Not long ago, lens-aberration correction was a powerful tool found solely in the priciest DSLRs. Today, you can find a Lens Aberration Correction mode nestled among the menu choices of the EOS Rebel SL1. Lens-aberration correction allows you to correct for peripheral illumination problems, or vignetting—the darkening of corners when using wide-angle lenses—and chromatic-aberration control, based on the unique characteristics of the lens you are using. By brightening the corners of the frame to reduce vignetting, and minimizing chromatic aberrations, you improve the definition and color saturation of your image files.

At first glance, I thought the EOS Rebel SL1 lacked an HDR mode, but after flipping through the owner’s manual, I found HDR control nestled among the camera’s Scene modes. In addition to HDR, other Scene modes include Handheld Night Scene, Night Portrait, Candle Light, Food and Kids modes. The same control dial allows you to set the camera to Manual, Aperture Priority, Shutter Priority, Program, Scene Intelligent Auto, Flash Off, Creative Auto, Portrait, Landscape, Close-up and Sports mode.

Shooting video with the EOS SL1 is a simple, two-step operation. To the right of the camera’s mode dial is an On/Off/Video switch, and there’s a small video button to the right of the camera’s viewfinder. When the On/Off/Video switch is in the "On" position and you press the video button, you turn on the Live View Function for still capture. When the On/Off/Video switch is set to "Video" and you press the video button, it starts and stops video recording quickly and easily. In practice, switching from stills to video is an intuitive process.

The EOS Rebel SL1 can capture 1080p video at 24-, 25- or 30 fps, 720p at 50- or 60 fps, or VGA at 25- or 30 fps. Continuous video-capture durations of up to 29 minutes and 59 seconds are possible with a maximum file size of 4GB and continuous AF functionality.

Canon’s EOS SL1 gets its power from a Canon LP-E12 lithium-ion battery, which according to Canon, should deliver up 420 to 480 stills when using the camera’s optical viewing system and 150 to 160 exposures when shooting with Live View. Geo-tagging is possible with the Canon GP-E2 GPS device.

The EOS SL1 is available as a body only or with Canon’s latest internal-focusing 18-55mm f/3.5-5.6 kit lens, which in addition to image stabilization, features STM technologies for quieter operation when shooting video.

Stills in the form of JPEG, RAW and JPEG+RAW and MOV H.264 video are saved to SD/SDHC/SDXC memory cards. As for burst rates in continuous shooting mode, you can expect to capture 28 Large JPEGs, 7 RAW or up to 4 Large JPEG+RAW images before filling the camera’s buffer. When shooting to UHS-1 memory cards you can expect to capture up to 1140 JPEGs, 8 RAW or up to 4 JPEG+RAW still images in continuous mode. It’s worth noting that the EOS Rebel SL1 also features a silent shooting mode which, while it slows continuous-shooting frame rates, comes in very handy when shooting in sound-sensitive environments.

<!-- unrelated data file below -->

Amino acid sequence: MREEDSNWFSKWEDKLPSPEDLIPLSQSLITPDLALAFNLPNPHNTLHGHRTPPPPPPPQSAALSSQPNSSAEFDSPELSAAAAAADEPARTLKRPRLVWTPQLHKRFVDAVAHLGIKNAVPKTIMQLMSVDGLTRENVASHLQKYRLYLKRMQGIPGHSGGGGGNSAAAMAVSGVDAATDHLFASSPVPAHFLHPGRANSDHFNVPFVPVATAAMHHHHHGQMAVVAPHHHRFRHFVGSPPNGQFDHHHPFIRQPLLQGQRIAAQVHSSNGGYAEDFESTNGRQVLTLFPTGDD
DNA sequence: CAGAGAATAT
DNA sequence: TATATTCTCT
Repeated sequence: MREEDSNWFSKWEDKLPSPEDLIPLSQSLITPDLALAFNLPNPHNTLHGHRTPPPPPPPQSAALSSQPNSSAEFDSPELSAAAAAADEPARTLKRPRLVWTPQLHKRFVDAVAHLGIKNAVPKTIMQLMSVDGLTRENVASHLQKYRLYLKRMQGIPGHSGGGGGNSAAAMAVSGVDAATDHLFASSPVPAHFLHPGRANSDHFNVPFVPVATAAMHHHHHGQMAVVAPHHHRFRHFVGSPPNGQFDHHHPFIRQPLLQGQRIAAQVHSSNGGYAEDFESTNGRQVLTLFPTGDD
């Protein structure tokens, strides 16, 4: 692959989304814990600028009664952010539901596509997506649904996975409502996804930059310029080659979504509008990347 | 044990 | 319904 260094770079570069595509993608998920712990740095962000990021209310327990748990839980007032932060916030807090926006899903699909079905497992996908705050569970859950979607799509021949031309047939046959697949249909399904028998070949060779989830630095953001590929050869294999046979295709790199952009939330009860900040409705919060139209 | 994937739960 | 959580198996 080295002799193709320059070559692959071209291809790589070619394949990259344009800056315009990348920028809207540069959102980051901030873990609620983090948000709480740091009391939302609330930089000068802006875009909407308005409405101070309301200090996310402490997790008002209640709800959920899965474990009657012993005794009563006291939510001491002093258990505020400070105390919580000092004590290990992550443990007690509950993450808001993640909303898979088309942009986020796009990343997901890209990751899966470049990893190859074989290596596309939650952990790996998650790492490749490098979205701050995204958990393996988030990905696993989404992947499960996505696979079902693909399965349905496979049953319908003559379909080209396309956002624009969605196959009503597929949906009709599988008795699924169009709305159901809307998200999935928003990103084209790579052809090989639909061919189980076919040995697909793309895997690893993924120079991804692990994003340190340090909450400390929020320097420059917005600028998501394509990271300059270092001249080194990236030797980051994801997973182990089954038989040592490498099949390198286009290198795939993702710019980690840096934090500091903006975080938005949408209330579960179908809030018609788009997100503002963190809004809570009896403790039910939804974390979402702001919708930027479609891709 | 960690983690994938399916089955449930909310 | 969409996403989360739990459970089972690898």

Click below to see a video about the Canon EOS Rebel SL1.

For more information about the Canon EOS Rebel SL1, speak with a B&H sales professional in our New York SuperStore, over the phone at 1-800-606-6969 or online via Live Chat.

Canon EOS Rebel SL1
Camera Type Interchangeable lens digital SLR camera
Image Processor DIGIC 5 Image Processor
Image Sensor Type CMOS sensor
Image Sensor Size 22.3 x 14.9mm (APS-C)
Effective Pixels 18MP
Total Pixels 18.5MP
Pixel Unit 4.3 µm square
Aspect Ratio 3:2, 4:3, 16:9, 1:1
Color Filter System RGB primary color filters
File Size (3:2) L/RAW: 5184 x 3456 (17.9MP)
M: 3456 x 2304 (8MP)
S1: 2592 x 1728 (4.5MP)
S2: 1920 x 1280 (2.5MP)
S3: 720 x 480 (0.35MP)
Still Image File Format JPEG, RAW
Color Space sRGB, Adobe RGB
Picture Style Auto, Standard, Portrait, Landscape, Neutral, Faithful, Monochrome, User Defined 1-3
White Balance Settings Auto, Preset (Daylight; Shade; Cloudy, Twilight, Sunset; Tungsten light; White Fluorescent Light; Flash), Custom (Approx. 2,000° - 10,000°K), White Balance Correction, and White Balance Bracketing
Viewfinder Type Eye-level SLR with fixed pentamirror
Viewfinder Coverage Approx. 95%
Viewfinder Magnification Approx. 0.87x / 24.5°
Eye Point Approx. 19mm
Dioptric Adjustment Correction -3.0 or +1.0
Autofocus Type TTL secondary image-forming, phase-difference detection
AF Points 9 points (center AF point is AF cross-type at f/5.6, center AF point is vertical line-sensitive at f/2.8)
AF Working Range Center AF point: EV -0.5-18
Other AF points: EV 0.5-18
Focusing Modes One-Shot AF, Predictive AI Servo AF, AI Focus AF, Manual Focus
AF Point Selection Manual or Auto
AF Assist Beam Range 13.1' / 4m at center, 11.5' / 3.5m at periphery
Exposure Metering Modes TTL maximum aperture metering with 63-zone metering sensor: Evaluative metering, partial metering (approx. 9% of finder), spot metering (approx. 4% of finder), center-weighted average
Exposure Metering Range EV 1.0-20.0 (at 73°F / 23°C with 50mm f/1.8 II lens, ISO 100)
Exposure Control Modes Program AE (shiftable), Shutter-priority AE, Aperture-priority AE, Manual (incl. bulb)
Exposure Control Systems Scene Intelligent Auto (Program AE, non-shiftable), Flash Off, Creative Auto, Portrait, Landscape, Close-up, Sports, Kids, Food, Candlelight, Night Portrait, Handheld Night Scene, HDR Backlight Control mode
Sensitivity Range Auto, ISO 100 - 12800 (expanded to 25600)
Exposure Compensation +/-5 EV in 1/3 or 1/2 steps (manual)
Shutter Type Vertical-travel, mechanical, focal-plane shutter with all speeds electronically-controlled
Shutter Speed Range 30 - 1/4000 sec, bulb
Shutter Release Soft-touch electromagnetic release
Self Timer 2 or 10 sec.
Shutter Lag Time Approx. 0.075 to 0.150 sec.
Built-In Flash Type Auto pop-up, retractable, built-in flash in the pentamirror
Flash Metering System E-TTL II autoflash (evaluative and average flash metering), FE lock
Flash Exposure Compensation +/- 2 EV in 1/3 or 1/2 steps